1959


Fidel Castro took control of Cuba in 1959 after an unsuccessful attempt of revolt in 1953. Castro’s dislike of the United States was instilled in him at a young age from a father who supported Spain in the Spanish-American war, to teachers both of whom “transmitted to their young disciple their enthusiasm for their cause and for Hispanidad, a movement initiated by Ramiro de Maetzu”5. Fidel Castro believed that the U.S. “took advantage of a weak Spain and frustrated the Cubans’ aspirations to real independence”5 and put his belief into actions. He remained the President of Cuba until February 2008, when he resigned due to illness. Castro stayed in power through ten American Presidencies, majority of which have remained hostile to Cuba, continuing harsh measures including “prolonged economic sanctions and designation of Cuba as a State Sponsor of Terrorism”6.

1961


Fifth American Intervention in Cuba:
The Bay of Pigs was a failed attempt from the US at taking power from Cuban President Fidel Castro. The US supported an exiled group of Cubans leaded by José Miró Cardona. Many events led the president of the US Mr. Dwight D. Eisenhower to break the relationship with Cuba in January of 1961.The US begins a blockading and Cuba finds a way to protect itself: The Soviet Union. The Soviet Prime Minister Anastas Mikoyan and President Fidel Castro sign a trade agreement in which the Soviet Union agrees to purchase 5 million tons of sugar over a five-year period. The Soviet Union offers its help to Cuba in event of a U.S. invasion. Fidel Castro said that Cuba would take the Soviet Union’s help with gratitude. Meanwhile the CIA had been training the self-proclaimed Cuban exiled government with hopes of a near future invasion on Cuba. This invasion was approved by the new president John F. Kennedy.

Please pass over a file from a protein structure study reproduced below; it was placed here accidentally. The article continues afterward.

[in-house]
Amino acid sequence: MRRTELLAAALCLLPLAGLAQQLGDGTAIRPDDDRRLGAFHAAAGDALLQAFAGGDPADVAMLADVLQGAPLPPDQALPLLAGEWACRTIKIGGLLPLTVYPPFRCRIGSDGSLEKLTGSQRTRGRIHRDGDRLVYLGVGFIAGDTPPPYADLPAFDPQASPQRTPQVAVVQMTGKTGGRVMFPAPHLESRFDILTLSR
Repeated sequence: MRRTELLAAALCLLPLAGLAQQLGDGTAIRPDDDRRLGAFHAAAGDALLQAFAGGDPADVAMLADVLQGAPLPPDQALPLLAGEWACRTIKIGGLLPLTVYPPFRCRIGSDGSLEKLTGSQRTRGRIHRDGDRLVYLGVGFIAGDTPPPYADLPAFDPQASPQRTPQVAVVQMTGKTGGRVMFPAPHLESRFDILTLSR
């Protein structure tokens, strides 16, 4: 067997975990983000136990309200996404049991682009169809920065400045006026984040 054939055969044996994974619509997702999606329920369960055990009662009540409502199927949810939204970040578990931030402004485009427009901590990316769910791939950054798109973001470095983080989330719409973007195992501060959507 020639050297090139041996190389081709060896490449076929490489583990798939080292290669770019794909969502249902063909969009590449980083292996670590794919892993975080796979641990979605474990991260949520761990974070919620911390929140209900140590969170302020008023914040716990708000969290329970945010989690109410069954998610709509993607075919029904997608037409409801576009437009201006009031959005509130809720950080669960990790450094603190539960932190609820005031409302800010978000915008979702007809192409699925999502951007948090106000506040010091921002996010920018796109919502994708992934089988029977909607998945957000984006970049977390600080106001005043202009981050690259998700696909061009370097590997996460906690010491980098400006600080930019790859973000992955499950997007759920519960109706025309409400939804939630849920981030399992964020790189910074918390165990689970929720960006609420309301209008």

On April 17th around 1500 exiled men arrived at the Bay of Pigs located at the South of the Island. This “exiles army” tried to find support in locals in order to reach the Havana but they were stopped by the real Cuban Army. The Cuban army won the fight and the exiled men that did not die were imprisoned. 20 months after the Bay of Pigs the prisoners were released into the US just a few months after the Cuban Missile Crisis resolution. Where the first group of prisoners arrived at the United States President Kennedy said: “I can assure you that this flag will be returned to this Brigade in a free Havana”JFK Library.org. In the world today the relationship between Cuba and the US has remained the same.